Keeping HouseKeeping HouseLocation's Impact on Homeownership AffordabilityAli Anari2019-05-08T05:00:00Ztierra-grande
The Takeaway

Homeownership affordability—the ability to buy and own a home with the least possible financial inconvenience—has historically been higher in Texas than in the rest of the country, but that gap has narrowed since the Great Recession. Abilene, Pasadena, and Richardson were the state's most affordable cities in 2017.

​Any homeowner will tell you there's a lot more to affording a home than coming up with enough money to cover a down payment and closing costs. There are monthly mortgage payments, insurance premiums, and property taxes, not to mention general home maintenance costs. These expenses factor into overall homeownership affordability, which is the ability to purchase a home and continue to own it with the least possible financial inconvenience and hardship.

Homeownership affordability varies not only from state to state, but city to city. This could be important to potential homebuyers, particularly those looking to relocate to a different part of the state. What they pay each month to own a house in, say, Abilene, Pasadena, or Richardson may be quite different from what they'd pay in Laredo, Mesquite, or College Station.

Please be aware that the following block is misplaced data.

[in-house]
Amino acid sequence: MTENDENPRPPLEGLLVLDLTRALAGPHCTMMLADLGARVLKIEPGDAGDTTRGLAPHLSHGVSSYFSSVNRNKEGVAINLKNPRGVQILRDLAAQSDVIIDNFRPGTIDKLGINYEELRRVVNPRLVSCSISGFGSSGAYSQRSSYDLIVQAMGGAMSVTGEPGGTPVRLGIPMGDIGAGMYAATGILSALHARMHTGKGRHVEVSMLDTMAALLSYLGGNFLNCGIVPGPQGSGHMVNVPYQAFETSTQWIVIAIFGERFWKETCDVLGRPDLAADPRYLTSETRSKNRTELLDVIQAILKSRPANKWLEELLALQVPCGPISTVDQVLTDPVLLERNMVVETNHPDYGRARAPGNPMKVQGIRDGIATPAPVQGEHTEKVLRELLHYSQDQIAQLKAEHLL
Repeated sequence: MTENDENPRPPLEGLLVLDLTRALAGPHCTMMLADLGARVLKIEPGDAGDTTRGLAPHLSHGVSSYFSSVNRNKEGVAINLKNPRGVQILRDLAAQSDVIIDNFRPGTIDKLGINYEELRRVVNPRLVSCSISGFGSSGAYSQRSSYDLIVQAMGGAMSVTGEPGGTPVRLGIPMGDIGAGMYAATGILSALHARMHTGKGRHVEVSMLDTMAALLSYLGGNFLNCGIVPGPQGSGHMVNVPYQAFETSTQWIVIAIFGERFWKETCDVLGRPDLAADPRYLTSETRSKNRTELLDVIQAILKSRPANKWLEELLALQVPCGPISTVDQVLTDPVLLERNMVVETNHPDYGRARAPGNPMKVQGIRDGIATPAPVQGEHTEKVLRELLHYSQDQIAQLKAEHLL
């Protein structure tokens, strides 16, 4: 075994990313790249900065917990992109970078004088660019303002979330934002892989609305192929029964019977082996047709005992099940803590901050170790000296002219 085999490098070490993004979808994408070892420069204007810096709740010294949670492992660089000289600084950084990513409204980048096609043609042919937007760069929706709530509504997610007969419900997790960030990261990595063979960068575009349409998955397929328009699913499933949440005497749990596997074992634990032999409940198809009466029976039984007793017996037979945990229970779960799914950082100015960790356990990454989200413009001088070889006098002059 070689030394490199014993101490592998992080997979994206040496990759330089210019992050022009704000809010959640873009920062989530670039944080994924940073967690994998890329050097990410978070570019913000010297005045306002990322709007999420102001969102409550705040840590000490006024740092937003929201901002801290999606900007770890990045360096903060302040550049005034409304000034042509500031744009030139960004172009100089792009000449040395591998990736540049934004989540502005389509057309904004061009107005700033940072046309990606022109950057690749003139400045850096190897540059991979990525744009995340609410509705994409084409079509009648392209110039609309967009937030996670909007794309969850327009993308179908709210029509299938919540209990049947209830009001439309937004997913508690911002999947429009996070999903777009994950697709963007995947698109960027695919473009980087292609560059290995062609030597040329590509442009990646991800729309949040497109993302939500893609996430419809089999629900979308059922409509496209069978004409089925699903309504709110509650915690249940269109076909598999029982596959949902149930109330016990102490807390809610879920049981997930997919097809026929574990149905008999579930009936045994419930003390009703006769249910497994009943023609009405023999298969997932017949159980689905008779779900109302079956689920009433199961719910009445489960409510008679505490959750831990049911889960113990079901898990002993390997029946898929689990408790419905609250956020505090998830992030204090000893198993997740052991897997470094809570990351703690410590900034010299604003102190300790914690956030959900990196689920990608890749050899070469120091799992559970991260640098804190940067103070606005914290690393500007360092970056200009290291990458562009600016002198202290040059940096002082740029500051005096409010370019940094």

Homeownership affordability can be measured in terms of the ratio of homeowner income to housing costs or the ratio of homeowner income to home price. The higher (lower) the ratio of homeowner income to home price or housing costs, the higher (lower) the homeownership affordability. 

How the Lone Sta​​​r State Measures Up

Real Estate Center research shows the average ratio of homeownership affordability in Texas from 2005 to 2017 was 4.48, higher than the national average of 4.24, ranking Texas 20th among U.S. states (Table 1). Unlike the U.S., which experienced little change in affordability in the Great Recession (GR) of 2008-09, Texas affordability improved because of historically higher oil prices during the recession.

Both Texas and the nation have experienced growing affordability since recovering from the GR, but the affordability gap between the state and the nation has narrowed since 2014 (Figure 1). Texas ranked 25th among states in 2017 mainly due to its recent slowdown in affordability (Table 2).

From 2005 to 2017, Texas' homeownership affordability ratios remained well above those for more populous states like California, New York, and Florida (Figure 2). Texas' affordability index in 2017, for which the latest data are available, was 4.83 compared with 3.95 for California and 4.37 for New York and Florida (Table 2).

Comparing Te​xas Cities

Among Texas cities for which data were available since 2005, Odessa ranked first in average homeownership affordability from 2005 to 2017 with an affordability ratio of 5.17 (Table 3). Midland followed with 5.01, then Abilene, 4.92; The Woodlands, 4.86; and Longview, 4.84. Laredo, with an affordability ratio of 3.81, was the least affordable city followed by Brownsville, 3.86; Garland, 4.04; Dallas, 4.06; and Grand Prairie, 4.18.